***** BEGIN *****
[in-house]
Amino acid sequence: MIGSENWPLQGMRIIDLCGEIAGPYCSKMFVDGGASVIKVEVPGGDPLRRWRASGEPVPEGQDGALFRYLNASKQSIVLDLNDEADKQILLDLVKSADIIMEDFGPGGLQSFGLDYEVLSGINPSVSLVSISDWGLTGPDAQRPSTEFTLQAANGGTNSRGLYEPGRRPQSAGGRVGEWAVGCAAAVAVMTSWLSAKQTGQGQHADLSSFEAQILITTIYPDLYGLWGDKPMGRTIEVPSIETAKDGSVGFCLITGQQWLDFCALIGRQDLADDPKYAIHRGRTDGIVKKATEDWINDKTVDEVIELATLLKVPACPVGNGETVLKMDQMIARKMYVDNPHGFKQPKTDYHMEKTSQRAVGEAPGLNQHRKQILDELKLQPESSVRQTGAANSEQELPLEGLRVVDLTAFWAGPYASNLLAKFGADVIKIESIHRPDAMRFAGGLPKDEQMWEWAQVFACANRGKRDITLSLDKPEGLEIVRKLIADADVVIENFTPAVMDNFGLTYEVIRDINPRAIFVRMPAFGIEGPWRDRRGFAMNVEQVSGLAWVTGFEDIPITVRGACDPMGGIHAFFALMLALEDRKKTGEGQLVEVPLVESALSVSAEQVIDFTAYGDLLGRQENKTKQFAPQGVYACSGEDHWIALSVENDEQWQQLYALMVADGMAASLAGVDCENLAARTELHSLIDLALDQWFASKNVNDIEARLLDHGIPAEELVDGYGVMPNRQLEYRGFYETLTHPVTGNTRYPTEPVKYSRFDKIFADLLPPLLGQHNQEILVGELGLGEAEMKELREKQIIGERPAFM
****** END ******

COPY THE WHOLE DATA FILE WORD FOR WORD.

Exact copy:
[in-house]
Amino acid sequence: MIGSENWPLQGMRIIDLCGEIAGPYCSKMFVDGGASVIKVEVPGGDPLRRWRASGEPVPEGQDGALFRYLNASKQSIVLDLNDEADKQILLDLVKSADIIMEDFGPGGLQSFGLDYEVLSGINPSVSLVSISDWGLTGPDAQRPSTEFTLQAANGGTNSRGLYEPGRRPQSAGGRVGEWAVGCAAAVAVMTSWLSAKQTGQGQHADLSSFEAQILITTIYPDLYGLWGDKPMGRTIEVPSIETAKDGSVGFCLITGQQWLDFCALIGRQDLADDPKYAIHRGRTDGIVKKATEDWINDKTVDEVIELATLLKVPACPVGNGETVLKMDQMIARKMYVDNPHGFKQPKTDYHMEKTSQRAVGEAPGLNQHRKQILDELKLQPESSVRQTGAANSEQELPLEGLRVVDLTAFWAGPYASNLLAKFGADVIKIESIHRPDAMRFAGGLPKDEQMWEWAQVFACANRGKRDITLSLDKPEGLEIVRKLIADADVVIENFTPAVMDNFGLTYEVIRDINPRAIFVRMPAFGIEGPWRDRRGFAMNVEQVSGLAWVTGFEDIPITVRGACDPMGGIHAFFALMLALEDRKKTGEGQLVEVPLVESALSVSAEQVIDFTAYGDLLGRQENKTKQFAPQGVYACSGEDHWIALSVENDEQWQQLYALMVADGMAASLAGVDCENLAARTELHSLIDLALDQWFASKNVNDIEARLLDHGIPAEELVDGYGVMPNRQLEYRGFYETLTHPVTGNTRYPTEPVKYSRFDKIFADLLPPLLGQHNQEILVGELGLGEAEMKELREKQIIGERPAFM